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SEA Currents Blog

SEA Currents: Mar 2017


March 20, 2017

Drifting

Michaela Squier, C-Watch, Oberlin College

Colonization to Conservation in the Caribbean

Hello from the other side… of the Gulf Stream

We are extremely close to Florida, just about 100 miles away. We spent last night anchored in Bahamian waters, but this morning the anchor started dragging as a cold front passed our location so we got underway and then we heaved to in order to drift for the remainder of the afternoon so we could comfortably focus on our oceanography presentations.


March 20, 2017

The People’s Net

Erin Adams, Third Assistant Scientist

The Global Ocean

Mattias, the Chief Scientist, and I were sitting in lab the other day idly chatting and, after a lull in the conversation, Mattias turns to me and asks what I think the theme song for the Neuston should be.  With some thought and discussion, we decided it should be some kind of power ballad from the 80s. Perhaps Styx’s “Come Sail Away” or Journey or something like that.


March 19, 2017

The Sounds of Bob

Shem Robinson, C Watch, Middlebury College

The Global Ocean

Since we’ve left Wellington, reminiscence that starts like “I’m really going to miss.” has begun to filter into our everyday conversations. The other day, sitting on a port-side deck box, Elsbeth and I couldn’t stop talking about how much we’re going to miss good old steady Bob, our uncreative yet endearing nickname for the Robert C. Seamans. When you live on a 135-foot boat and it’s your job to attend to the details it’s easy to become hyper-familiar with every nook and cranny.


March 19, 2017

A Banner Cramer Day

Marissa Shaw, 3rd Assistant Scientist

Colonization to Conservation in the Caribbean

Greeting from the Bahamas once again loyal readers!

Today was a day aboard the Cramer that one dreams about.  It started with me and the rest of C Watch at 11:30 with a watch meeting on the doghouse top amidst a beautiful sunny Caribbean morning.  We all shared our high tide and low tides for the past week, gave out beads as special acknowledgements of good deeds, and then had time for reflection.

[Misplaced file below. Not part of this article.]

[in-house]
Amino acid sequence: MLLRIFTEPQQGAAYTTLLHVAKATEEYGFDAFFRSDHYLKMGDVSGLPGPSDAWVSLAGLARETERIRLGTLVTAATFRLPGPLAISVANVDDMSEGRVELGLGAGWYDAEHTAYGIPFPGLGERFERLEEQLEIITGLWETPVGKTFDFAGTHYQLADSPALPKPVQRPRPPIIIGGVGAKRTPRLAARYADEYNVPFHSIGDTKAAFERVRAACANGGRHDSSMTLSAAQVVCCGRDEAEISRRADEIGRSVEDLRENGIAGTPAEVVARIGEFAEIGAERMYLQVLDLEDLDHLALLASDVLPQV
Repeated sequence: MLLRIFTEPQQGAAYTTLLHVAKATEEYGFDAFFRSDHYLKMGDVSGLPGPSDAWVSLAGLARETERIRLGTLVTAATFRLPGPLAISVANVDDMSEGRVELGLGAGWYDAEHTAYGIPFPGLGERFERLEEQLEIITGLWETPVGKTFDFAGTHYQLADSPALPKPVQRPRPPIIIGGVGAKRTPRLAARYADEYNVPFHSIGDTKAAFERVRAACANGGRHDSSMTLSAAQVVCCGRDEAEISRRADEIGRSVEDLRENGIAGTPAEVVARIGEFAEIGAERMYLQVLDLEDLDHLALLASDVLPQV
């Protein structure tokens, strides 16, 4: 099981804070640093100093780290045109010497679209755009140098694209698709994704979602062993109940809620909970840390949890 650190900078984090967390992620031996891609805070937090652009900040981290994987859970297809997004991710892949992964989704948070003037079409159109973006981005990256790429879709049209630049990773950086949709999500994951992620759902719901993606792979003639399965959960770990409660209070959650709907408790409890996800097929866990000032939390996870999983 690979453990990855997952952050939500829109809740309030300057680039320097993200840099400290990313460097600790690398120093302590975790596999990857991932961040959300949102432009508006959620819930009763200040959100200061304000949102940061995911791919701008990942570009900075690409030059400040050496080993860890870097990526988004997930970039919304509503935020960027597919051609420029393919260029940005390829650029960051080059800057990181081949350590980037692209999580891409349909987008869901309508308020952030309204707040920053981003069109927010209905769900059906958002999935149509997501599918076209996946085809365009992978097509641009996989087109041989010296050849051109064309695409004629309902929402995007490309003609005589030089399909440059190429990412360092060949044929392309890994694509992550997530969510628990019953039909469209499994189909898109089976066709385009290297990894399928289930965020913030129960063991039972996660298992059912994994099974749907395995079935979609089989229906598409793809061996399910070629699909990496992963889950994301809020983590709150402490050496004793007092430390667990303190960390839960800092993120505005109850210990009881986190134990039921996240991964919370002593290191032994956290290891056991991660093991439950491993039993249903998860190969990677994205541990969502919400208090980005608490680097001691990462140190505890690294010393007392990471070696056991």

March 18, 2017

J-WO: Savage-style!

Maddy Savage, A-Watch, University of Washington

The Global Ocean

Reporting live from the Robert C. Seamans! Guess who is leading the troops this dawn watch as J-WO (Junior Watch Officer)? THE SAVAGE as my fellow teammates like to call me (it is also my last name). This entails overseeing the deck and wellbeing of the ship along with making sure hourly checks (boat checks, engine check, navigation) are being done. Who knew that this would be the most challenging part of this program for me personally?


March 18, 2017

Thank You

Maddy Ouellette, C Watch, University of New England

Colonization to Conservation in the Caribbean

Hello and Good Evening Family, Friends, and Readers!

I first want to start today’s blog to tell all of you that we are all well and having the times of our lives! We had a small change of plans with our second port stop in Cuba, but turned out ok because we got to go to this gorgeous little island called Great Inagua. We did some beachcombing, some snorkeling, and some much needed relaxing. Since Great Inagua, we have consistently been going 6-8kts (except for times where we are deploying science).


March 17, 2017

April 9 Public Lecture to Examine Caribbean Environment

SEA Semester

Sea Education Association will host a public lecture, “Sugar & Sunshine: The Long-Term Environmental Impact of Extracting Wealth from the Caribbean,” on Sunday, April 9, at 2 p.m.  SEA professor Craig Marin will deliver the lecture, part of SEA’s Spring Lecture Series. The lecture will be held at James L. Madden Center Lecture Hall, Sea Education Center, 171 Woods Hole Road, Falmouth.  It is free and open to the public.  Light refreshments will be served.

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March 17, 2017

New Zealand on the Move

Nick Dragone, Assistant Scientist

The Global Ocean

New Zealand is a country with a very active geologic history. The country sits at the convergence of the Australian Plate and the South Pacific Plate. The movement of these plates over time created the mountain ranges and geologic features that New Zealand is famous for. Another result of this movement is that the country experiences almost constant seismic activity. Last November, an earthquake near the Kaikoura Peninsula changed the bathymetry and topography of the region, raising portions of the land and seafloor several meters along the fault.


March 16, 2017

A Good Swim and a New Phase

Gabrielle Page, 2nd assistant scientist

Colonization to Conservation in the Caribbean

Hello from the Corwith Cramer! We are well and busy here – let me catch you up on the last couple of days aboard the ship.

Only a short time after our excellent port stop in Santiago, we reached a quiet, peaceful island called Great Inagua on the southern side of the Bahamas. Rather than the white sand and coral rubble it is made of, the cool waters surrounding the island is where we spent most of our short stop.


March 16, 2017

Crossing Cook Strait

Julia Kipp, B Watch, Union College

The Global Ocean

A sunny day yesterday gave us time for one last cone of gelato and the opportunity to catch up on school work before taking on busy life at sea again. I think it’s safe to say that we all had more than enough time to do and see what we wanted in the city, and a lot of us were anxious to get back out to sea for our last week together. Between visiting Te Papa museum (multiple times), the McGuinness Institute, climbs to Mount Victoria and cable car rides to the botanical gardens, we were able to cover a lot of ground.


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